As Dummelow expressed it: "This Psalm triumphantly celebrates a great national deliverance. So great that the whole earth is summonsed to join in the praise."[5] Two such "great" deliverances have been proposed, that of the destruction of Sennacherib's Assyrian army, and the return from Babylonian captivity. In our judgment, the deliverance from the Assyrians fits the psalm best.

Delitzsch pointed out that Psalms 65-68 are designated both as "a song," and as "a psalm." He further noted that, "The frequent use of `Selah' was connected with instructions for the musicians, and these annotations referring to the temple music favor the pre-exilic rather than the post exilic origin (or date) of Psalms 66 and Psalms 67."[6]

THE WHOLE WORLD SUMMONSED TO CELEBRATE THE GRAND DELIVERANCE OF ISRAEL

Psalms 66:1-4

"Make a joyful noise unto God, all the earth:

Sing forth the glory of his name:

Make his praise glorious.

Say unto God, How terrible are thy works!

Through the greatness of thy power shall thine enemies submit themselves unto thee.

All the earth shall worship thee,

And shall sing unto thee;

They shall sing to thy name. (Selah)"

"Make a joyful noise" (Psalms 66:1). The word "noise" here is not really appropriate for the singing that is enjoined, but it is used for the purpose of saying ordinary singing is not loud enough adequately to praise God for such a tremendous deliverance as that which Israel has just experienced.

"All the earth" (Psalms 66:1). Furthermore, Israel feels that her praise of God could not possibly be sufficient to extol such a great deliverance, therefore the whole world is invited to join in the praise.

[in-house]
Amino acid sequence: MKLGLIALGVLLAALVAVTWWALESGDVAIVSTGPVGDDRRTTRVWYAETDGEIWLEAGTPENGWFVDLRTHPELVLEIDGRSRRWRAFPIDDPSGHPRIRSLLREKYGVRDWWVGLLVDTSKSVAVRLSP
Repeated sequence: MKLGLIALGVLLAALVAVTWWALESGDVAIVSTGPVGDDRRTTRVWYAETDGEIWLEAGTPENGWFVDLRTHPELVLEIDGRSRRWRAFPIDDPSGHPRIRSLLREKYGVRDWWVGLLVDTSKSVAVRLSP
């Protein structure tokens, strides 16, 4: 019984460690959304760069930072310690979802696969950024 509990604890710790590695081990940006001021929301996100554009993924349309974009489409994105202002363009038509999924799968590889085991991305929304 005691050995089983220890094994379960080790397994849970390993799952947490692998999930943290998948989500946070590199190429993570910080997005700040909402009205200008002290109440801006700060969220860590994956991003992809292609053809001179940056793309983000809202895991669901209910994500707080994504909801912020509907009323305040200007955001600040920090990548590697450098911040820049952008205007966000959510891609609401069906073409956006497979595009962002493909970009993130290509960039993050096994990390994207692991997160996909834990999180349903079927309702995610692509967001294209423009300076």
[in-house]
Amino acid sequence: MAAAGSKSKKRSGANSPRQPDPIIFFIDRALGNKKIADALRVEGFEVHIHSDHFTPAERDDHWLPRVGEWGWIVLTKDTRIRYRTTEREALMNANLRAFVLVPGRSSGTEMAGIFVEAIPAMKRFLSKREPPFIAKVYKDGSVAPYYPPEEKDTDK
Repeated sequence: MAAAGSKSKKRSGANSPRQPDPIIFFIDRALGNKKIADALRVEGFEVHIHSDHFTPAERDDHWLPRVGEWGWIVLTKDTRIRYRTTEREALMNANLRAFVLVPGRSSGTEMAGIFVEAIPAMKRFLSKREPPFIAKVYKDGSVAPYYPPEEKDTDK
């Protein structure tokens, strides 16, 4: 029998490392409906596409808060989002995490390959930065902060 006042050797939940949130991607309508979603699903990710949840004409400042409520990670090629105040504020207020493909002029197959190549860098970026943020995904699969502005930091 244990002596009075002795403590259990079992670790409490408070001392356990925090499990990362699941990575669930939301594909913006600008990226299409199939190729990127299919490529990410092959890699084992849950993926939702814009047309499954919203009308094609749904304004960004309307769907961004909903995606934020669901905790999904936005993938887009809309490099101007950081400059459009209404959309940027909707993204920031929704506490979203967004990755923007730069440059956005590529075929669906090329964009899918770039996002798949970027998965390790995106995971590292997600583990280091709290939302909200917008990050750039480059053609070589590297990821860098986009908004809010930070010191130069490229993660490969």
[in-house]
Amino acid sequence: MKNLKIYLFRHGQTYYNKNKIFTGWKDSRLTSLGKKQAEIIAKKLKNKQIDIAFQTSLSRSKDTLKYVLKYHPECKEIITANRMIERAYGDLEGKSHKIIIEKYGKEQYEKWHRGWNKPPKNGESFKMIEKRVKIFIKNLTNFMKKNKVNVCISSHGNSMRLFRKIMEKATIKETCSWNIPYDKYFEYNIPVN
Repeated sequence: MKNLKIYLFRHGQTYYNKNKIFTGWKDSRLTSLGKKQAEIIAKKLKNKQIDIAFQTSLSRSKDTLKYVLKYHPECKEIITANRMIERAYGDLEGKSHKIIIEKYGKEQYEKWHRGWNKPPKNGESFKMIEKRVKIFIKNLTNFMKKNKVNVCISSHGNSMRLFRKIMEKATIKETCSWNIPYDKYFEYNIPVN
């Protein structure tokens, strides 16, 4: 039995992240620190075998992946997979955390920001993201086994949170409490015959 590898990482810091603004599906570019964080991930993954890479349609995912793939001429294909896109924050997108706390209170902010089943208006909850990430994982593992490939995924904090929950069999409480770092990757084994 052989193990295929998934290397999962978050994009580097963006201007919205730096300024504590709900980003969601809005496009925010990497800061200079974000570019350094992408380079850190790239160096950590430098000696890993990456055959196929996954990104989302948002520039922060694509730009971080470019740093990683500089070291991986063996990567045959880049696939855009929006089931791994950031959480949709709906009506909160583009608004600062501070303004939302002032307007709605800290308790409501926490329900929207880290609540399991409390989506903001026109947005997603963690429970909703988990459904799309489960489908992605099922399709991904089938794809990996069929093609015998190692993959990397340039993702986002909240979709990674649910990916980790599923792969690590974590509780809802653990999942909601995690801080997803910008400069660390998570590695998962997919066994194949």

"The point here is that the deliverance which God's people have experienced is so great that they are unable to offer praise in such a volume as the occasion required. Therefore let all the earth do her part."[7]

"This call for `all the earth' to join in implies that the nation's deliverance is of worldwide significance. That significance does not derive so much from the preservation of God's people as from the disclosure of God's glorious being."[8]

In this disclosure of God's glorious power, the destruction of Sennacherib's army was an event fully as remarkable and wonderful as the overwhelming of the host of Pharaoh in the Red Sea, an event significantly mentioned in this connection a few lines later.

"All the earth shall worship thee" (Psalms 66:4). In this psalm, these words simply mean that all the earth `should' worship God; but as they stand the words are also a prophecy of what indeed is going on now `all over the earth.' All of the ancient pagan deities have been vanquished by the True God; and although the human worship of God is by no means unanimous, it is yet true that God is worshipped in every part of the earth.


Copyright Statement
James Burton Coffman Commentaries reproduced by permission of Abilene Christian University Press, Abilene, Texas, USA. All other rights reserved.

Bibliography
Coffman, James Burton. "Commentary on Psalms 66:1". "Coffman Commentaries on the Old and New Testament". http://odl.studylight.org/commentaries/bcc/psalms-66.html. Abilene Christian University Press, Abilene, Texas, USA. 1983-1999.

John Gill's Exposition of the Whole Bible